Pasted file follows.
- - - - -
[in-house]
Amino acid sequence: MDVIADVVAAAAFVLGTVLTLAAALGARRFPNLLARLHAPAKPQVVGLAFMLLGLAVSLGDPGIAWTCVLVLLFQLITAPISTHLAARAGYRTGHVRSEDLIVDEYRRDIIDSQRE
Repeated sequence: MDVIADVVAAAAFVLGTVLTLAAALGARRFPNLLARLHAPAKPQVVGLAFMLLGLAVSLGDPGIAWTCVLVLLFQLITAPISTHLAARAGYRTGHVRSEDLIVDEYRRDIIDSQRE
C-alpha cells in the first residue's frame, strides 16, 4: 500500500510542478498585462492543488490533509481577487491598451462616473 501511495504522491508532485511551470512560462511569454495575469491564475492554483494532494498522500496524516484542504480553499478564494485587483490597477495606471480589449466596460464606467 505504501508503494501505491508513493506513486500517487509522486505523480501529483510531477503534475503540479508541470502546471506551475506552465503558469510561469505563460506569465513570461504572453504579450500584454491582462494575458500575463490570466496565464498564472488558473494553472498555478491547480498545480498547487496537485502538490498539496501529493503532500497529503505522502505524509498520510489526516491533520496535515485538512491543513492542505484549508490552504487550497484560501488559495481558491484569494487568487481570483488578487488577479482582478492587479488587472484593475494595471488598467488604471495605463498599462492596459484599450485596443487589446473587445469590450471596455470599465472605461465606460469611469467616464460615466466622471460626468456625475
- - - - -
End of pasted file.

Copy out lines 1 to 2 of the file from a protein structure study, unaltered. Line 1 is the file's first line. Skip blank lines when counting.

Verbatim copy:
[in-house]
Amino acid sequence: MDVIADVVAAAAFVLGTVLTLAAALGARRFPNLLARLHAPAKPQVVGLAFMLLGLAVSLGDPGIAWTCVLVLLFQLITAPISTHLAARAGYRTGHVRSEDLIVDEYRRDIIDSQRE